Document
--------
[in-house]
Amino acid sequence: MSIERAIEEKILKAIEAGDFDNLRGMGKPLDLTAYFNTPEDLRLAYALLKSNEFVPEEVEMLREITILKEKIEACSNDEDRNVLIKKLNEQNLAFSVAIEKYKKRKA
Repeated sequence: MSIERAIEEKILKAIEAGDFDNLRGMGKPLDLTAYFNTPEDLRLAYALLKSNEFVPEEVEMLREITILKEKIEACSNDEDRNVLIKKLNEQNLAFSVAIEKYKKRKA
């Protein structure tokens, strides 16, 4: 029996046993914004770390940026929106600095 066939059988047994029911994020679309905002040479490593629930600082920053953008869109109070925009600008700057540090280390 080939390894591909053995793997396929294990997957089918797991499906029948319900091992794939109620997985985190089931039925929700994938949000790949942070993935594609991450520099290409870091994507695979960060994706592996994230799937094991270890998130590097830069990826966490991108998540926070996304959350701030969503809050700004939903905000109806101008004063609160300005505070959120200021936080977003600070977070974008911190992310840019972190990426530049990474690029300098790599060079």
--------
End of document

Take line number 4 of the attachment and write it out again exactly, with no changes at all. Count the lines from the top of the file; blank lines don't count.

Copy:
């Protein structure tokens, strides 16, 4: 029996046993914004770390940026929106600095 066939059988047994029911994020679309905002040479490593629930600082920053953008869109109070925009600008700057540090280390 080939390894591909053995793997396929294990997957089918797991499906029948319900091992794939109620997985985190089931039925929700994938949000790949942070993935594609991450520099290409870091994507695979960060994706592996994230799937094991270890998130590097830069990826966490991108998540926070996304959350701030969503809050700004939903905000109806101008004063609160300005505070959120200021936080977003600070977070974008911190992310840019972190990426530049990474690029300098790599060079």